Lloyds Banking Group's chief António Horta-Osório has tried to quell concerns over payment protection insurance claims after the bank set aside another £1.8bn to compensate customers that were mis-sold the product.

While banks have so far set aside just over £16bn ($25bn, €18bn), to deal with the most expensive consumer scandal in British history, Lloyds' total PPI bill now stands at £9.8bn.

PPI was originally designed to provide loan repayment cover, should the customer fall ill, lose their job or have an accident.

However, millions of customers complained after saying that they never wanted or needed the policy in the first place.

Lloyds' leader said that, despite the industry's fear that the total amount could hit a staggering £20bn, he does not see the bank's total compensation amount of £9.8bn will rise any further.

He did, however, add that "risks remain."

Lloyds' partly-state owned rival, the Royal Bank of Scotland, revealed on 27 January, that it has set aside a further £465m for PPI mis-selling claims against the bank.

The total provision for PPI claims against RBS is now £3.1bn.

Meanwhile, the Financial Ombudsman Service has revealed that it received 6,000 complaints about payment protection insurance each week during the third quarter of the financial year 2013/2014.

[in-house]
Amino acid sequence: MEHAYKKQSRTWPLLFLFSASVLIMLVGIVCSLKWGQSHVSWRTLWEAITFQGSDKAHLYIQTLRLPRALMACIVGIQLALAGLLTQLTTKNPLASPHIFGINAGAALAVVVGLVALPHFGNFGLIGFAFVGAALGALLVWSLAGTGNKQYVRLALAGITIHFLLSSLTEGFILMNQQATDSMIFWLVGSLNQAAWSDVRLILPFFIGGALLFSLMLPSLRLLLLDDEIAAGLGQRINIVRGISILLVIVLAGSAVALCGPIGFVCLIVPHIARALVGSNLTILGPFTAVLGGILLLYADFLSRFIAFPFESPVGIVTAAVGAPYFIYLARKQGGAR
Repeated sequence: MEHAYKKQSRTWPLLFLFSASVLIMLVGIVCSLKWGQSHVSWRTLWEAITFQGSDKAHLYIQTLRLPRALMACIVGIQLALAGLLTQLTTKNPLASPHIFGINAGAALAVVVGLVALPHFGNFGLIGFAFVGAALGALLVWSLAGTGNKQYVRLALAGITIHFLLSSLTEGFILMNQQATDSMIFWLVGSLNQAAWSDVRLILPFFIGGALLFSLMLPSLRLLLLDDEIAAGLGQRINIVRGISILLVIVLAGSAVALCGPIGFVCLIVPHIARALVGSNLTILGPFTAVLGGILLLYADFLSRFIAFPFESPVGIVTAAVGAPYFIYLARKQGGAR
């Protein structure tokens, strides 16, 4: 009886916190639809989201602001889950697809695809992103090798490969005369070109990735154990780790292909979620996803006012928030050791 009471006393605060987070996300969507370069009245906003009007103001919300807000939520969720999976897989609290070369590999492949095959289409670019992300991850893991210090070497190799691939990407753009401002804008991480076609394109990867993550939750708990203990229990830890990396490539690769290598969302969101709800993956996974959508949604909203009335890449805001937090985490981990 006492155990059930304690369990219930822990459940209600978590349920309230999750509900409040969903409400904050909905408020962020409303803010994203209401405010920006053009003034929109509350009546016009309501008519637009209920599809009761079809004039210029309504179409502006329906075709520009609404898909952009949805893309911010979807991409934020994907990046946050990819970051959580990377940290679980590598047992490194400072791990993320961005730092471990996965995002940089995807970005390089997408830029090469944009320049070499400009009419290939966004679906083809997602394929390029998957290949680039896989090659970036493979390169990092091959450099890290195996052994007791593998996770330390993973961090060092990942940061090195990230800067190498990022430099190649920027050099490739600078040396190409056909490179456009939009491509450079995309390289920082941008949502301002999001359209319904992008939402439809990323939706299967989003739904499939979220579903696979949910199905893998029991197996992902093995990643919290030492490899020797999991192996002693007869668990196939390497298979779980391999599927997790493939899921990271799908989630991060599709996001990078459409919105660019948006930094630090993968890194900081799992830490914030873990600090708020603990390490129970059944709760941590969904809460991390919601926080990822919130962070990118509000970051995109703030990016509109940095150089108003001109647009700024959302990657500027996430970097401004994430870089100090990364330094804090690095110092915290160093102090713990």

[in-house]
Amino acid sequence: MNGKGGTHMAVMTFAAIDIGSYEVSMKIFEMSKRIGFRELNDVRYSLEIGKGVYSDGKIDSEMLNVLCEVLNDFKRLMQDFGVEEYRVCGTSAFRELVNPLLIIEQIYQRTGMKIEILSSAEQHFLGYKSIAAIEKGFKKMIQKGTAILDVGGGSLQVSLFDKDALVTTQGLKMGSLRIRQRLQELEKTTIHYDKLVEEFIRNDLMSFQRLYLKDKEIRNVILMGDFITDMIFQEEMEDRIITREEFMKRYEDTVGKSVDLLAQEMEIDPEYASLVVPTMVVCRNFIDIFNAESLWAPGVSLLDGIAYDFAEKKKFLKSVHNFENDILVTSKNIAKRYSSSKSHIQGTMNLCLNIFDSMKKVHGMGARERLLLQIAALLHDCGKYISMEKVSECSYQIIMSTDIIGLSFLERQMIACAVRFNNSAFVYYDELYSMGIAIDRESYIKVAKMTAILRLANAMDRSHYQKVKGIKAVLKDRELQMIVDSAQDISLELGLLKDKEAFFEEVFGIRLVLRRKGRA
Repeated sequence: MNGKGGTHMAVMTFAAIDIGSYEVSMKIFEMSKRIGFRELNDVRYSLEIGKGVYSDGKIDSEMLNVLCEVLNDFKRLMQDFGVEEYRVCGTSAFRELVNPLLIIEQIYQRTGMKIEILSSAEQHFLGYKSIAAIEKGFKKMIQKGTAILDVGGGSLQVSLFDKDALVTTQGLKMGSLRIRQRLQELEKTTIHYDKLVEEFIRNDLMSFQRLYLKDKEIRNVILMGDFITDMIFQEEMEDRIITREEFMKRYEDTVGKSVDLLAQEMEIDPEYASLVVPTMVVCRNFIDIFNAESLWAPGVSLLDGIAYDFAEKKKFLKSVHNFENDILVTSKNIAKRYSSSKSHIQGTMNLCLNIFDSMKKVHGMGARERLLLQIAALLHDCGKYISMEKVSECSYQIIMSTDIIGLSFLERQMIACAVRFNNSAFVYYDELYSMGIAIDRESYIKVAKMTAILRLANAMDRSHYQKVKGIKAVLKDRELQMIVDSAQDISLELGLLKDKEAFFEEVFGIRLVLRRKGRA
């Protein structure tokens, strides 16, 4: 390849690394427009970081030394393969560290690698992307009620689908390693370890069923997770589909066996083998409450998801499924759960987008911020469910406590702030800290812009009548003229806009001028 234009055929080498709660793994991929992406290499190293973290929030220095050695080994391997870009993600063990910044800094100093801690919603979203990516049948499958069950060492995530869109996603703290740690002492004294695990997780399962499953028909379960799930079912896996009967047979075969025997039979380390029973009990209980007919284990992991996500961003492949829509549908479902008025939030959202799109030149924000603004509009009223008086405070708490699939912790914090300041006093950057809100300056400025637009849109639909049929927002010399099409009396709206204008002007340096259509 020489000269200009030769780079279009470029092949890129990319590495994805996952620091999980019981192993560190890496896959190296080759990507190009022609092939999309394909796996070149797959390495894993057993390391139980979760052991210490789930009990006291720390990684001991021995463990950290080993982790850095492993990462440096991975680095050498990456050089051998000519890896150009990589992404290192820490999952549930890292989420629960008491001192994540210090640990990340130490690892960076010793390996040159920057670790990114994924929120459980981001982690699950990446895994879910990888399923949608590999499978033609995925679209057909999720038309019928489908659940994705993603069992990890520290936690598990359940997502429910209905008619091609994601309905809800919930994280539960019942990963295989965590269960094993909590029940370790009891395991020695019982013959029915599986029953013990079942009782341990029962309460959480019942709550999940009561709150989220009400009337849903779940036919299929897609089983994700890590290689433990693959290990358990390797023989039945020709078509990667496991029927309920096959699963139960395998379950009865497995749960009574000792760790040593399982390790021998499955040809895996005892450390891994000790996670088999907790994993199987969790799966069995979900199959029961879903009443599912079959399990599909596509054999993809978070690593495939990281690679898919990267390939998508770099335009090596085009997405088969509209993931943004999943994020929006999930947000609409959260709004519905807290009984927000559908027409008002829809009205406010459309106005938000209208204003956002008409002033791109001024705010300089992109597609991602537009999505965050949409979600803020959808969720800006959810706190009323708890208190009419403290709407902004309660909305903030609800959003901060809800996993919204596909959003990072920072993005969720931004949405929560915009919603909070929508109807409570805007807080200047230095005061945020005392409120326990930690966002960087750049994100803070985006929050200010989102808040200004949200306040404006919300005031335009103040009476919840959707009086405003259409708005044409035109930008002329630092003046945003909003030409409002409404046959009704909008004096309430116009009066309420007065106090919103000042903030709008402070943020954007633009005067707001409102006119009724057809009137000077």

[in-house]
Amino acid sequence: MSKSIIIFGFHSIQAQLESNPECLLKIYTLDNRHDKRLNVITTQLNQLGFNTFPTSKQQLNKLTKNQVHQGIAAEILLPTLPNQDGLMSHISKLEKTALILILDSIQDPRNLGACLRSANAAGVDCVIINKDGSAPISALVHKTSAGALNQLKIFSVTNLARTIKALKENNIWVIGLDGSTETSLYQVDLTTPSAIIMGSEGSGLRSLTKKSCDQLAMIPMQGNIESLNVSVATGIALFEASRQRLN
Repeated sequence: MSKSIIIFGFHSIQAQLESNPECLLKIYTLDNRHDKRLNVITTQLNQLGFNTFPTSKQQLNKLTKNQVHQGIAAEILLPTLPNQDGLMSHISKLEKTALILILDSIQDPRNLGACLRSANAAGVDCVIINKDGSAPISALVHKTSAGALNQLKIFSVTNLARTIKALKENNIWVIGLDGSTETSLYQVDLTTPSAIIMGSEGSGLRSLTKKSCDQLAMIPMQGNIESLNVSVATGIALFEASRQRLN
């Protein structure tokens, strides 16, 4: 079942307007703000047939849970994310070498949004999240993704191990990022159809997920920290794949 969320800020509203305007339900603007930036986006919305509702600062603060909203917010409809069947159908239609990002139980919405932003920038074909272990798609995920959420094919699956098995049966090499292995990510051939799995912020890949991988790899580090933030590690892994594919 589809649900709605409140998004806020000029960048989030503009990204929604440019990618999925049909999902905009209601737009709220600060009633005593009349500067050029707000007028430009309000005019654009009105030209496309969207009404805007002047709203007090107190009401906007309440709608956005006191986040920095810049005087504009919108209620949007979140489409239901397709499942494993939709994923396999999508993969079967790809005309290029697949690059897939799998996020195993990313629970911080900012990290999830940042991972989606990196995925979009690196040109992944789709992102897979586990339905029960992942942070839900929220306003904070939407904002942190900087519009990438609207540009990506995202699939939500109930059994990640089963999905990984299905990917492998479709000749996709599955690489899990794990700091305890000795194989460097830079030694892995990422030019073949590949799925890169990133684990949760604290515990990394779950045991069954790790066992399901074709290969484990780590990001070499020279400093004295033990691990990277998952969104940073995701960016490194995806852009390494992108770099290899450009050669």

According to the group's latest set of data, Fos during October, November and December in 2013, it received a total of 107,267 new complaints about financial businesses, of which 79,578 were complaints about PPI.

Fos said that around 65% of PPI complaints during the third quarter were upheld.

Meanwhile, Horta-Osório and his right-hand man confirmed that the group is planning to sell TSB shares this summer as executives are well-prepared for the sale.

According to a statement by Horta-Osório, Lloyds is ready to sell TSB shares from the summer of 2014 onwards and is "ready to do whatever the government wants to do" on the sale.

"It is pretty well advanced. The prospectus is well in hand and progressing well," added finance director George Culmer.

Lloyds revealed only a week ago that it plans to a £1.5bn ( float of TSB after the government sold a 6% shareholding in the bank to financial institutions in September 2013.

Lloyds will sell between 30% to 50% of TSB, through a first tranche, to both institutional and retail investors.